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The measure of all things

Hands-on at the exhibit

  • Get involved in seven interactives representing each of the SI base units, including:
  • Use a laser interferometer to measure length (SI unit: metre)
  • Try a Kibble balance to weigh samples (SI unit: kilogram)

Find out more

Progress in science and engineering is often linked to progress in metrology – the science of measurement. If we cannot measure something then we cannot begin to understand it (science) or improve it (engineering).

Measurement is the quantitative comparison of an unknown quantity with a standard. In the International System of Units – the ‘SI’ – there are seven standard quantities called the ‘base units’: the second, metre, kilogram, ampere, kelvin, candela and mole.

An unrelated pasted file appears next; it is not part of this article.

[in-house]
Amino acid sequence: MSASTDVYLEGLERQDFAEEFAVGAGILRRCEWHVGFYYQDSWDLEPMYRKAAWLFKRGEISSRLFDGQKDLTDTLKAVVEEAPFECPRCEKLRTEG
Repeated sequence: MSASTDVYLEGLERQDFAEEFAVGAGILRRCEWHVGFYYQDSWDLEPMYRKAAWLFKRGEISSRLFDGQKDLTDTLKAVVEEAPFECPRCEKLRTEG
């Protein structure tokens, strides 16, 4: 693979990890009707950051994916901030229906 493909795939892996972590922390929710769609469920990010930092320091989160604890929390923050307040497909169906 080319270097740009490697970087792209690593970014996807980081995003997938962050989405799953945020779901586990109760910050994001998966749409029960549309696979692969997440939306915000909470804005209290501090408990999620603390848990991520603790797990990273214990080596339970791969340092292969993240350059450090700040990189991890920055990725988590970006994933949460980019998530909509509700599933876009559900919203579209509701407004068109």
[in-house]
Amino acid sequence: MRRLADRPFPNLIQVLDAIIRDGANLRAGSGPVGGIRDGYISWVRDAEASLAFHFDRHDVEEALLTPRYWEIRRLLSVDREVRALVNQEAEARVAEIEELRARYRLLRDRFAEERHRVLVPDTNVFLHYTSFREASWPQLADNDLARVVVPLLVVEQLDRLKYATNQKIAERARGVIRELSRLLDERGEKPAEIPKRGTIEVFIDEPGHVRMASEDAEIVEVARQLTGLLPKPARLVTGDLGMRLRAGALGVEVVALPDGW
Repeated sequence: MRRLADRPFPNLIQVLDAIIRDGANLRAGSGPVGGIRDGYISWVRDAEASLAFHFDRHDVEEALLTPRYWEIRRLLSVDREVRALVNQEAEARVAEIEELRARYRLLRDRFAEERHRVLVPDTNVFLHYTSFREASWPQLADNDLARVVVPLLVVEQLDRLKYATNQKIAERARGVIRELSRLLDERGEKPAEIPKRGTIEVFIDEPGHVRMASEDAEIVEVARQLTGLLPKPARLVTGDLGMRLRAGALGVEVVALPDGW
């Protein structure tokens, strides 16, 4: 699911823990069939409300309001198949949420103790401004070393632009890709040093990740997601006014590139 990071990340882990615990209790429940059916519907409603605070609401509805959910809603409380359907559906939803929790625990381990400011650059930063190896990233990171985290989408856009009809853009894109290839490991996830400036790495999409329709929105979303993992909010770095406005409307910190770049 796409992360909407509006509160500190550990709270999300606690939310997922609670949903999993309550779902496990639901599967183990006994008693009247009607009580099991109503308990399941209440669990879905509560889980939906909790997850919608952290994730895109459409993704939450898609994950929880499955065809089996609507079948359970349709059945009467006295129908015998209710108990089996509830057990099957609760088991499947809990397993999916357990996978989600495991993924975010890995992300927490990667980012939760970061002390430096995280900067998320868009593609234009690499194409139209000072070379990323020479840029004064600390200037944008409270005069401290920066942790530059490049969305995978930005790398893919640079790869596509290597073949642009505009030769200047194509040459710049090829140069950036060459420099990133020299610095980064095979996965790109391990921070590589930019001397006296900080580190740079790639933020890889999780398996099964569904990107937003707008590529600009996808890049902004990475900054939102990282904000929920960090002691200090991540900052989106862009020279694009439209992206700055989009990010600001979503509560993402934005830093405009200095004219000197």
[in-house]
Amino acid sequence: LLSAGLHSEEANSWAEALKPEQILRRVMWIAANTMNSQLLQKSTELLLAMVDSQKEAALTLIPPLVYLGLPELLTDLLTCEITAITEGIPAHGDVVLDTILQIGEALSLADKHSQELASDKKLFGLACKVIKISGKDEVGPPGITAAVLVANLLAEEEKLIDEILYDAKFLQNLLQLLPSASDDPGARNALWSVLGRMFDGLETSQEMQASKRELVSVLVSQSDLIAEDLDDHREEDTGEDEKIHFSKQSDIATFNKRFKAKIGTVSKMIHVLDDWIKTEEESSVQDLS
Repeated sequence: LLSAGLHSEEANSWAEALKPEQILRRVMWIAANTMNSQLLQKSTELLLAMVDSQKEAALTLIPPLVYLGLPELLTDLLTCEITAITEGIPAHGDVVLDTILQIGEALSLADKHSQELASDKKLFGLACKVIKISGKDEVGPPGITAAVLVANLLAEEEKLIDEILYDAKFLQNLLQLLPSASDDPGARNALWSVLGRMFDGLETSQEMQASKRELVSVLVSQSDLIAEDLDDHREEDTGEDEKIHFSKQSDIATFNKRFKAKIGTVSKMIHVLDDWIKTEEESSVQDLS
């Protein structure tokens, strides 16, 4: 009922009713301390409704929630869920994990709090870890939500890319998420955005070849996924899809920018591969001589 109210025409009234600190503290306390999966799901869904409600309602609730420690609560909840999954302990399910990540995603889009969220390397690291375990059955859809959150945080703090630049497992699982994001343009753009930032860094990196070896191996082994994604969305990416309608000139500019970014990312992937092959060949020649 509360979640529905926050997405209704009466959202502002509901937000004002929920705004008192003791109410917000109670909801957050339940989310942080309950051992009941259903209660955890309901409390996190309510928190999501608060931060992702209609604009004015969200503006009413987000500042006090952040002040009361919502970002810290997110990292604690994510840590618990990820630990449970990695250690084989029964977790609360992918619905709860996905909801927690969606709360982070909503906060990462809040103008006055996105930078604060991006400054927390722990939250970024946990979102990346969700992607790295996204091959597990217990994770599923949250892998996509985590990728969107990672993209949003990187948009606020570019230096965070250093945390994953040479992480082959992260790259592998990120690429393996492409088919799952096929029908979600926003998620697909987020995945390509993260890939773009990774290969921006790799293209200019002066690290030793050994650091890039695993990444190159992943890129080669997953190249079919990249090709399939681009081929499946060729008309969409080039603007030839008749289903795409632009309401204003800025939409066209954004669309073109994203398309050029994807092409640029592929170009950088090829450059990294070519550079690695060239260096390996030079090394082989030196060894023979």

From May 2019 there will be subtle but profound changes in the definitions of four of these base units – the kilogram, ampere, kelvin and mole. For example, we currently define ‘one kilogram’ as the mass of a unique object called the International Prototype of the Kilogram (IPK). Worryingly, studies have shown that the mass of the IPK might be changing, but because of the definition, we have no way of knowing for sure.

On our stand we will demonstrate a ‘Kibble balance’ which uses the new definition of the kilogram to weigh objects against an electromagnetic force rather than a gravitational force. We will also have interactive experiments which illustrate the other SI base units.

Presented by the National Physical Laboratory.